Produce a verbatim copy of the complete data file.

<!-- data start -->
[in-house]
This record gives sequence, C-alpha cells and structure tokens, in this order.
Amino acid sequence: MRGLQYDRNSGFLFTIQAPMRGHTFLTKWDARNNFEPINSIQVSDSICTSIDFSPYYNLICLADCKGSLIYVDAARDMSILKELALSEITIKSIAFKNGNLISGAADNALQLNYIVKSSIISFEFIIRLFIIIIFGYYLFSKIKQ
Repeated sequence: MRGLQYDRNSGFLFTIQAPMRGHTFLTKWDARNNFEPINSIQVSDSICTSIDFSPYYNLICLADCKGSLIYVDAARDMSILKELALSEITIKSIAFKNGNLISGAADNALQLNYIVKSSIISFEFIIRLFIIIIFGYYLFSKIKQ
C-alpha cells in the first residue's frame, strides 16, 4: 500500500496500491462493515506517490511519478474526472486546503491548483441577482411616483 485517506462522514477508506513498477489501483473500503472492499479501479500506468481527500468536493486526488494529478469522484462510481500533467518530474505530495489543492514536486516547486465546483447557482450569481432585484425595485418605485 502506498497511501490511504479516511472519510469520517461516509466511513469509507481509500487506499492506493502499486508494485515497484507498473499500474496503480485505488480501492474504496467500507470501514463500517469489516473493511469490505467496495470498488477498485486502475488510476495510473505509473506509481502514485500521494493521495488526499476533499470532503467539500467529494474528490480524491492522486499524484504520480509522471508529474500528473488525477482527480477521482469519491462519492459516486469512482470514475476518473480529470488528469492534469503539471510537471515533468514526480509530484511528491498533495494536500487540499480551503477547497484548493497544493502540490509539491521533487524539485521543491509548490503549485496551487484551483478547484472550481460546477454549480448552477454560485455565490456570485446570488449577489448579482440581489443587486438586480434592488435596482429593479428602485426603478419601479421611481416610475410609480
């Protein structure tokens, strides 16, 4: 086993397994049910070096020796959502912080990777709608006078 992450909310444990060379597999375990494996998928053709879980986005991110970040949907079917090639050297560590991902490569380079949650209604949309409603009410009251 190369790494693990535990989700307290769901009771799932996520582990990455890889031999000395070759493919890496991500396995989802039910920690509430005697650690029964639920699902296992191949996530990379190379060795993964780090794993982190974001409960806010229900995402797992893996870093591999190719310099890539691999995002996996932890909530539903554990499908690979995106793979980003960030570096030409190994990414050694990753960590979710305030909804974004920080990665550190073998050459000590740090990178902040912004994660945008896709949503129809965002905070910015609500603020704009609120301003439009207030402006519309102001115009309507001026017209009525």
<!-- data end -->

[in-house]
This record gives sequence, C-alpha cells and structure tokens, in this order.
Amino acid sequence: MRGLQYDRNSGFLFTIQAPMRGHTFLTKWDARNNFEPINSIQVSDSICTSIDFSPYYNLICLADCKGSLIYVDAARDMSILKELALSEITIKSIAFKNGNLISGAADNALQLNYIVKSSIISFEFIIRLFIIIIFGYYLFSKIKQ
Repeated sequence: MRGLQYDRNSGFLFTIQAPMRGHTFLTKWDARNNFEPINSIQVSDSICTSIDFSPYYNLICLADCKGSLIYVDAARDMSILKELALSEITIKSIAFKNGNLISGAADNALQLNYIVKSSIISFEFIIRLFIIIIFGYYLFSKIKQ
C-alpha cells in the first residue's frame, strides 16, 4: 500500500496500491462493515506517490511519478474526472486546503491548483441577482411616483 485517506462522514477508506513498477489501483473500503472492499479501479500506468481527500468536493486526488494529478469522484462510481500533467518530474505530495489543492514536486516547486465546483447557482450569481432585484425595485418605485 502506498497511501490511504479516511472519510469520517461516509466511513469509507481509500487506499492506493502499486508494485515497484507498473499500474496503480485505488480501492474504496467500507470501514463500517469489516473493511469490505467496495470498488477498485486502475488510476495510473505509473506509481502514485500521494493521495488526499476533499470532503467539500467529494474528490480524491492522486499524484504520480509522471508529474500528473488525477482527480477521482469519491462519492459516486469512482470514475476518473480529470488528469492534469503539471510537471515533468514526480509530484511528491498533495494536500487540499480551503477547497484548493497544493502540490509539491521533487524539485521543491509548490503549485496551487484551483478547484472550481460546477454549480448552477454560485455565490456570485446570488449577489448579482440581489443587486438586480434592488435596482429593479428602485426603478419601479421611481416610475410609480
């Protein structure tokens, strides 16, 4: 086993397994049910070096020796959502912080990777709608006078 992450909310444990060379597999375990494996998928053709879980986005991110970040949907079917090639050297560590991902490569380079949650209604949309409603009410009251 190369790494693990535990989700307290769901009771799932996520582990990455890889031999000395070759493919890496991500396995989802039910920690509430005697650690029964639920699902296992191949996530990379190379060795993964780090794993982190974001409960806010229900995402797992893996870093591999190719310099890539691999995002996996932890909530539903554990499908690979995106793979980003960030570096030409190994990414050694990753960590979710305030909804974004920080990665550190073998050459000590740090990178902040912004994660945008896709949503129809965002905070910015609500603020704009609120301003439009207030402006519309102001115009309507001026017209009525």